Tropical Geography ›› 2019, Vol. 39 ›› Issue (5): 780-789.doi: 10.13284/j.cnki.rddl.003171

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Behavior Characteristics of Food Shopping of Guangzhou Residents in the Age of Online Shopping

Deng Qinghua1,2, Xue Desheng1(), Gong Jianzhou2   

  1. 1. School of Geography and Planning, Sun Yat-Sen University, Guangzhou 510275, China
    2. School of Geographic Sciences, Guangzhou University, Guangzhou 510006, China
  • Received:2019-07-08 Revised:2019-08-27 Online:2019-09-10 Published:2019-11-08
  • Contact: Xue Desheng


Information and communication technology reshapes resident behavior and urban spaces. Emerging online shopping has changed residents’ shopping preferences and processes, which inevitably affects the physical business space. However, there are some differences in shopping behaviors of different types of goods. Current research focuses on online shopping behavior for books, clothes, and other commodities, but seldom explores online food shopping behavior from the spatial perspective. Based on 1406 questionnaires on the food shopping behavior of residents in Guangzhou, we compared the behaviors of food purchasers whether to buy online, who buy food online in different locations and with different frequencies. General and spatial characteristics of food shopping behaviors of Guangzhou residents under the influence of online shopping were investigated in this study using cross frequency, chi-square test, and corresponding analyses. Spatial characteristics included shopping locations, retail formats, residence locations, and shopping travel time. The results of this study are as follows: 1) Acceptance of online shopping food is generally low, and the traditional shopping model still dominates; however, online food shopping has a certain substitution effect on traditional food purchases based on purchase frequency and single cost. This is consistent with Suel et al. (2015) who investigated the relationship between online and physical grocery shopping in the United Kingdom. 2) The influence of online shopping on food sales spaces varies in different locations and formats. Online food shopping has a greater negative effect on shops around residential areas but little on those in the business district. Supermarkets and department stores will be negatively affected relative to leisure snacks and local specialty food sales, whereas fresh food stores will be less affected. In the context of the decline in physical business owing to online shopping, Guangzhou’s fresh supermarkets are booming, which also confirms that online shopping has less impact on fresh food stores. 3) The role of spatial factors still exists in the information age. Resident online shopping behaviors show similar frequency in different locations but are dissimilar in cost, time, and reasons for online shopping. However, residents with poor physical shopping conditions are more inclined to buy food online, verifying the “efficiency hypothesis”. Spatial factors are an important reason why Guangzhou residents buy food online. Residents with poor physical shopping conditions are more affected by this factor, supporting the “efficiency hypothesis” from another angle. 4) The purpose and time of physical shopping trips of online food shoppers have changed. Online food shoppers have more leisure shopping purposes and more weekend shopping trips. Additionally, residents with high online food shopping frequency have shorter travel times. The results of this study will help develop targeted business development strategies and commercial space planning in the future. This study helps understand the impact of online shopping on different types of goods and different physical business locations to guide the future layout and development of online and offline retail enterprises and provide a basis for city governments to conduct business facilities network planning.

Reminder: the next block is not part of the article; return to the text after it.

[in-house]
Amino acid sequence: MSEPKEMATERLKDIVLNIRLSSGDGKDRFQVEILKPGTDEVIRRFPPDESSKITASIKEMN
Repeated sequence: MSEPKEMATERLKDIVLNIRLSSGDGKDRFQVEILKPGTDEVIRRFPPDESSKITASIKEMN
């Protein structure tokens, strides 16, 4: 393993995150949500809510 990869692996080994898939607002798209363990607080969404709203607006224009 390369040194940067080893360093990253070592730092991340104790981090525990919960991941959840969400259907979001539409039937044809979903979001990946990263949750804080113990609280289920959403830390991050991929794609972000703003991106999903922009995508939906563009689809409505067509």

Key words: online shopping, food shopping behavior, spatial characteristics, location, Guangzhou

CLC Number: 

  • K901